Netherlands – Workplace Analytics

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Days before the 2018 New Year, the brisk Amsterdam cold was settling into the city’s streets and canals and Ernst-Jan Stigter was beginning to wonder if he was about to make a major visionary move or take things too far.

As GM of Microsoft’s Netherlands subsidiary, he had been helping to steer, along with a group of involved employees, a full renovation of the organization’s office, a six-story glass edifice located on the outskirts of the city alongside the swooping planes of Schiphol Airport. But early on, Stigter and his team had decided that they would not simply rebuild the space. They would use the opportunity to take the next big step in a relentless experiment their organization had been conducting for more than a decade. Since 2005, Microsoft Netherlands has been obsessed with finding ever-new ways for employees to work and engage with customers, believing that if it harnessed the latest research in behavioral science and productivity, it could end up with happier, more innovative workers and stronger partner and customer relationships.

In short, the team was constantly trying to figure out not so much how to squeeze more into their days—more emails, more projects, more checkboxes checked—but how to get more out of their days—more focus, more balance, more relationship-building and collaboration. How, as they put it, to find “more life in a day.”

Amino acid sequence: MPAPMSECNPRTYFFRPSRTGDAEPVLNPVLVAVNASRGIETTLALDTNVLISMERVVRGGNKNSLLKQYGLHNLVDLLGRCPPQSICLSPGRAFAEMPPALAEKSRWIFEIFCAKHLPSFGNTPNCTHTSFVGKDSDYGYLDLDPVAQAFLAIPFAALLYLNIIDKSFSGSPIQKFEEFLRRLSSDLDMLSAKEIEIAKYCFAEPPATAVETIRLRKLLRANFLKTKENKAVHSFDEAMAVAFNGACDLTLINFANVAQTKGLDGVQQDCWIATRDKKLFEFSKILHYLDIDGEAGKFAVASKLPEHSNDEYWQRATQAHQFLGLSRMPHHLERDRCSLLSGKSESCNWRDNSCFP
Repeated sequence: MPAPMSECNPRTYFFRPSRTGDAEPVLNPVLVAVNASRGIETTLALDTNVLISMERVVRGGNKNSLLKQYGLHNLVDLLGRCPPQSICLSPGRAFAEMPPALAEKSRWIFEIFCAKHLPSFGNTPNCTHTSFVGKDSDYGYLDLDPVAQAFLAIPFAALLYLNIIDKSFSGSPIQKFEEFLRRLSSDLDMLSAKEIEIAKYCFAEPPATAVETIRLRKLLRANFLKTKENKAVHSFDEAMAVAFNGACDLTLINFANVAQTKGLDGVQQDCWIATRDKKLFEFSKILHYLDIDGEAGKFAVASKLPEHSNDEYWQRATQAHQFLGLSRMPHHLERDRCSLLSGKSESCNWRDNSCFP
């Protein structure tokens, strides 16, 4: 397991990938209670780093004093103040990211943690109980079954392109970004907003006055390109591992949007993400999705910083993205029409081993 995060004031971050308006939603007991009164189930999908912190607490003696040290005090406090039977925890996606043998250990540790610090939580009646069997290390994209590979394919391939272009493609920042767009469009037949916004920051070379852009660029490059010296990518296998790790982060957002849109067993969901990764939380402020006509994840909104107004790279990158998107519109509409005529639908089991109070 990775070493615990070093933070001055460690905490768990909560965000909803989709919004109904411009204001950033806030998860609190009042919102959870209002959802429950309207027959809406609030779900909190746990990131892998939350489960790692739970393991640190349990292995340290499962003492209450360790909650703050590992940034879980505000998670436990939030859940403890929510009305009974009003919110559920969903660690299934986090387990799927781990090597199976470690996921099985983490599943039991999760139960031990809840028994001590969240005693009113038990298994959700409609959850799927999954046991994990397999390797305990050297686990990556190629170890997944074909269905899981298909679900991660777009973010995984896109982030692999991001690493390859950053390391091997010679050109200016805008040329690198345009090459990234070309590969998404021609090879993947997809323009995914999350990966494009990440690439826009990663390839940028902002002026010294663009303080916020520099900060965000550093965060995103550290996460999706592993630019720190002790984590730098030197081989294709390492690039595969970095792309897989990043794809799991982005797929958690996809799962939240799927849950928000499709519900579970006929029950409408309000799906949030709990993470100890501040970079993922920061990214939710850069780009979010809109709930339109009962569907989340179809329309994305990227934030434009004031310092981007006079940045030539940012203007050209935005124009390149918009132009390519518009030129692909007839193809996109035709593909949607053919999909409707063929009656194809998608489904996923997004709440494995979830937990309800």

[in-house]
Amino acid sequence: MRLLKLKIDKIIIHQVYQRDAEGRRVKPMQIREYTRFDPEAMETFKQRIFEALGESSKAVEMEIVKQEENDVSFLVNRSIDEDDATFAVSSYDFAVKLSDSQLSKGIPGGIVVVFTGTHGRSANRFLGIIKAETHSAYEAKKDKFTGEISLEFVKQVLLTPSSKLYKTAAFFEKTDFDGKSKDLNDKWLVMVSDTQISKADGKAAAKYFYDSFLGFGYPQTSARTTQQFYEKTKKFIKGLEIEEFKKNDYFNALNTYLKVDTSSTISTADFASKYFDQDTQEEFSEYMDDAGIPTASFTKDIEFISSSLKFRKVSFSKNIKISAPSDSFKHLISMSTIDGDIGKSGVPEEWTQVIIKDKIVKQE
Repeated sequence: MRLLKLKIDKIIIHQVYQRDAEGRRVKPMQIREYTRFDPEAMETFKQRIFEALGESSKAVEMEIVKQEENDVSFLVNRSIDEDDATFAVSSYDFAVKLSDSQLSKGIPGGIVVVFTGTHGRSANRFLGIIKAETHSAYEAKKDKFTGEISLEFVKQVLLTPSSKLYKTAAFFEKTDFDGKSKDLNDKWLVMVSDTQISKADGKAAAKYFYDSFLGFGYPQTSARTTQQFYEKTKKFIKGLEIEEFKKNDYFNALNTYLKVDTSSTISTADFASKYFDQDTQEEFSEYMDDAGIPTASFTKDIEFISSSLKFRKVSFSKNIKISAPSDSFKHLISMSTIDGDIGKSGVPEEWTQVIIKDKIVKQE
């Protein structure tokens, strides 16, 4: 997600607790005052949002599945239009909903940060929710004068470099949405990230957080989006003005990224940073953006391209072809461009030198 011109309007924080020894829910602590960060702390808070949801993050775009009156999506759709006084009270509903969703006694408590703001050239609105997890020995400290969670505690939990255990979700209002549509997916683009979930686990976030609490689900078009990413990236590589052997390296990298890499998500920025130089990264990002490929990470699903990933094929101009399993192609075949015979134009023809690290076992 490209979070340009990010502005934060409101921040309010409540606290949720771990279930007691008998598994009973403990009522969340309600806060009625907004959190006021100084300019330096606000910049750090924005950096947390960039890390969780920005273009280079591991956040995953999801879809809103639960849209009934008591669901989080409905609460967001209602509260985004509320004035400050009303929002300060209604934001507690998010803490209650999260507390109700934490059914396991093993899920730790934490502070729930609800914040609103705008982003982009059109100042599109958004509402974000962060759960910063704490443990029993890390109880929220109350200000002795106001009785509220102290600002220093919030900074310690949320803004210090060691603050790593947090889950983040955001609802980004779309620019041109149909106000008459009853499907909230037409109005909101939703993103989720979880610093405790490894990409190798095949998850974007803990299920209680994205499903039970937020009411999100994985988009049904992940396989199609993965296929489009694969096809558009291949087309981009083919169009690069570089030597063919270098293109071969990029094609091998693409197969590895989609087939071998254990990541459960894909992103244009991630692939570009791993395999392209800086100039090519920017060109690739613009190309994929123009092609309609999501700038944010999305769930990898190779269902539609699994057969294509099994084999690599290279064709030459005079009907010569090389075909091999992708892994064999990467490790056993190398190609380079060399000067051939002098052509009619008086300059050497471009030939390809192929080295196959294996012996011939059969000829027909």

Against the backdrop of a broad transformation Microsoft embarked upon after CEO Satya Nadella came onboard in 2014, the Netherlands office was seeking to future-proof its workforce and accelerate success. It was a natural next step for the change-hungry team with a growth mindset, which had begun pioneering innovative office space and prioritizing work-life balance for employees before either was part of the mainstream business paradigm.

That culture of experimentation and customer obsession is how Stigter ended up feeling more than a little nervous as an important milestone loomed in January 2018. He and about 800 of his reports and other Microsoft employees were preparing for an almost unheard of exercise, one undertaken voluntarily as part of this new wave of transformation: while the Netherlands office was closed for 10 weeks of renovations, there would be no official temporary workspace.



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